My family hate when that happens because it means work for them, and they weren’t wrong.  We sat the Hub in a comfy chair on the back step so that he could supervise the chucking-out and tell us what he really needed to keep: spare parts for his never-used scooter (we’re building our own ark here in Stockport) could stay because they will come in handy in 2027 when it is forecast we will finally have a dry summer and the scooter will need de-rusting; but three huge electric typewriters and seventeen pieces of mouldy mdf were defintely out.  A box full of baby toys might have stayed if the boys were ready to make me a grandmother, but I didn’t want to encourage them so they went on the skip pile.  An old tent we got from Freecycle last year was finally opened up to see if it was of any use.  It was: I now have waterproof bicycle and braai covers, albeit bright purple, and three groundsheets.  I couldn’t prise a Linguaphone box of 78s from the Hub’s crying arms, but I did manage to sneak out a couple of motorbike forks and carpet offcuts from a carpet we no longer have, when he was stroking the vinyl and saying Ciao, bella to himself.

We finished up with several piles:

  • for the council skip (coming next week)
  • recycling (how many fly-blown cardboard boxes do we really need?)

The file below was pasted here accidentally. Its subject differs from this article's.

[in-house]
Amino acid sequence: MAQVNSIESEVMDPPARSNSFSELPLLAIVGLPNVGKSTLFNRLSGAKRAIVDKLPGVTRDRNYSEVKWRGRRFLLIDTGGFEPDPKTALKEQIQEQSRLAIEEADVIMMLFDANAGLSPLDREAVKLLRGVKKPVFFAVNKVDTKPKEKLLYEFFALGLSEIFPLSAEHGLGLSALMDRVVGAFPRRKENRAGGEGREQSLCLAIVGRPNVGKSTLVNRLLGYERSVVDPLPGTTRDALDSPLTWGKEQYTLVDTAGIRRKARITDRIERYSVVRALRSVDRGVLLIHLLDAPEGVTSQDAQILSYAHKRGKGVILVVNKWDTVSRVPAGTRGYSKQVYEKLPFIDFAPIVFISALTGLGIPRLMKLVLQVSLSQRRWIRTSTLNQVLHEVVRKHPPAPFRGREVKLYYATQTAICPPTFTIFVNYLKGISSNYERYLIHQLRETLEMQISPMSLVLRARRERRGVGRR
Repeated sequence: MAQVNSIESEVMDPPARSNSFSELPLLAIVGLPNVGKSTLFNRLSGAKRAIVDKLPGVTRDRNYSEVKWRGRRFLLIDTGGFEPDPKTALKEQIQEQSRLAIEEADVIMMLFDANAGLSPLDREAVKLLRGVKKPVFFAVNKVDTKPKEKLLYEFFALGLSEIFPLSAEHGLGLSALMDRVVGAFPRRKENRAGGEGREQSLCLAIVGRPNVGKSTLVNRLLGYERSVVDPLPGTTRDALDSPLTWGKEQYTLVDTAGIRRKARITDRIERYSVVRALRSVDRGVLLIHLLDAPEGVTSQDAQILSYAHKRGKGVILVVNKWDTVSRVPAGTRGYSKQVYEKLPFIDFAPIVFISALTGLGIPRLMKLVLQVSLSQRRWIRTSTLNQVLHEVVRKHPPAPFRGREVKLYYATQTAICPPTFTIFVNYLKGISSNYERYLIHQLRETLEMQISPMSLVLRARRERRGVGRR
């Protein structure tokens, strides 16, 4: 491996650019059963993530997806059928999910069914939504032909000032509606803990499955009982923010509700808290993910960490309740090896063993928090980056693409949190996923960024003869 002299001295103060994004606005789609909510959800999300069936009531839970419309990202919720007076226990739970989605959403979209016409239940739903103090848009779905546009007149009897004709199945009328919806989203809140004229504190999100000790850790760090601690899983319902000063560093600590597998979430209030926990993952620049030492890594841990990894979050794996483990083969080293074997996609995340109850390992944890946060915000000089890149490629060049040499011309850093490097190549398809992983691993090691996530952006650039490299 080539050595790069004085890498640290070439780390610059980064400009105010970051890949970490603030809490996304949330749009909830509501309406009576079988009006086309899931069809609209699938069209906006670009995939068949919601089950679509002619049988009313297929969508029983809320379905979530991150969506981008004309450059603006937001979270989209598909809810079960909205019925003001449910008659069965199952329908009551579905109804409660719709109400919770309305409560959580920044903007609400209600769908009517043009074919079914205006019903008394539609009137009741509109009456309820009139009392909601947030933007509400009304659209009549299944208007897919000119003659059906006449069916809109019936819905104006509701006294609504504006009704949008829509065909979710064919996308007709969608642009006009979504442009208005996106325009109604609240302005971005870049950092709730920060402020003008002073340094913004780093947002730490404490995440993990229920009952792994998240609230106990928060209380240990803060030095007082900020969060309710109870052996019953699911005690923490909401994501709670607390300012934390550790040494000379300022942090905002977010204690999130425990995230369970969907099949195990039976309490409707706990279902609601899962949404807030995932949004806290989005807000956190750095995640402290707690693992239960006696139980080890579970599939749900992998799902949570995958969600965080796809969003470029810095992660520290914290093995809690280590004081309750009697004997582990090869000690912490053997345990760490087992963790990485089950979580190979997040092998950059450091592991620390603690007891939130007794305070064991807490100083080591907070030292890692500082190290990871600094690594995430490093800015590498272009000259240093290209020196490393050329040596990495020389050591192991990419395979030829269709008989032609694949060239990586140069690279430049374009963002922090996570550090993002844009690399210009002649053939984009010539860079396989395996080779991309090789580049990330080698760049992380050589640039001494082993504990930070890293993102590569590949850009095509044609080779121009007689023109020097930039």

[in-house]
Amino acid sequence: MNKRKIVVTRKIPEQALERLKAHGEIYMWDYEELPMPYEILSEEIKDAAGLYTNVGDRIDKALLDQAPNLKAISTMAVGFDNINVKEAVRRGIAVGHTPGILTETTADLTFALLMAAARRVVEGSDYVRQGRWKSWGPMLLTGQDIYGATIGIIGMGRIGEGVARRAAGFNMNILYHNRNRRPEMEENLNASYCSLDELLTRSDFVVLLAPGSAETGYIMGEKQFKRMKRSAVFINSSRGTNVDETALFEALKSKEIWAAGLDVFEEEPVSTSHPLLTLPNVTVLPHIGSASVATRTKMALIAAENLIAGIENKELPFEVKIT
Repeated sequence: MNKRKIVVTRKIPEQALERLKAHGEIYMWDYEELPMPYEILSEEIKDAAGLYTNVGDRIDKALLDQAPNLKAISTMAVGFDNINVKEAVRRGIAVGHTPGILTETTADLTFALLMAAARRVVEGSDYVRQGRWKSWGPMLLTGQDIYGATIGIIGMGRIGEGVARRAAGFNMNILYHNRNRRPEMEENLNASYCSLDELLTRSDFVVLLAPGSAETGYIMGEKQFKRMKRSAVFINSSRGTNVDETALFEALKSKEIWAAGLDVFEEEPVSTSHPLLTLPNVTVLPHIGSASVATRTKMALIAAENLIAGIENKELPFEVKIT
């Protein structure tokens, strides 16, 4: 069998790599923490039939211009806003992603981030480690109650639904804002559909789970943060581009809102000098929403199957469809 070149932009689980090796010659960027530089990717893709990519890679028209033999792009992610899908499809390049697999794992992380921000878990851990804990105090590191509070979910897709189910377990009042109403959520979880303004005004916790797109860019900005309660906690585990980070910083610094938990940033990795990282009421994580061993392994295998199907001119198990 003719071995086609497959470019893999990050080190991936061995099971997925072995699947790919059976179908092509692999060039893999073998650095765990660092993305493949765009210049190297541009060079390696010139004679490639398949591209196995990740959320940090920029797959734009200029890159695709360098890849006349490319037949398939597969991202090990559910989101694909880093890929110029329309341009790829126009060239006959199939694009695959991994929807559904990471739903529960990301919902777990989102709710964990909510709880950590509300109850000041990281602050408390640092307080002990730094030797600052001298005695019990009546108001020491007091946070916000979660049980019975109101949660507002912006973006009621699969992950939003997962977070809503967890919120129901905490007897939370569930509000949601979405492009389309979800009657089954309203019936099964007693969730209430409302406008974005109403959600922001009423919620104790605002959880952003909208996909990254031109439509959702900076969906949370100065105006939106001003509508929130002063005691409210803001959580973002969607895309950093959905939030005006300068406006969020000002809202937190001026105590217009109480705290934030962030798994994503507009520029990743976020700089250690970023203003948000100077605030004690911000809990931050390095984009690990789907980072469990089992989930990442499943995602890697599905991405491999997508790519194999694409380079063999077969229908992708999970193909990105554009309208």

• Freegling (the beauty of decluttering on a public holiday is that people are free to collect straightaway)
  • charity (the van happened to be coming this morning)
  • to sell (to pay for my broken nails)
  • might come in handy at some point if the Hub can hide them from me

We moved the stuff in the house that we really wanted to keep into the shed, where it will no doubt stay for another twelve years until we get our next sunny day.  The kitchen isn’t quite cleared but it’s getting there.  The hall isn’t quite cleared but it’s getting there.  The lounge – well, you get the idea.  I’m doing my best and if it sometimes feels as if I’m holding back an avalanche with sheer will and a roll of bin bags, at least it gives me something to blog about.

I Googled ‘declutter’ and I came across some excellent tips; I will give you the best ones and the sites they came from:

http://zenhabits.net/15-great-decluttering-tips/

  • Declutter for 15 minutes every day. It’s amazing how much you can get through if you just do it in small increments like this.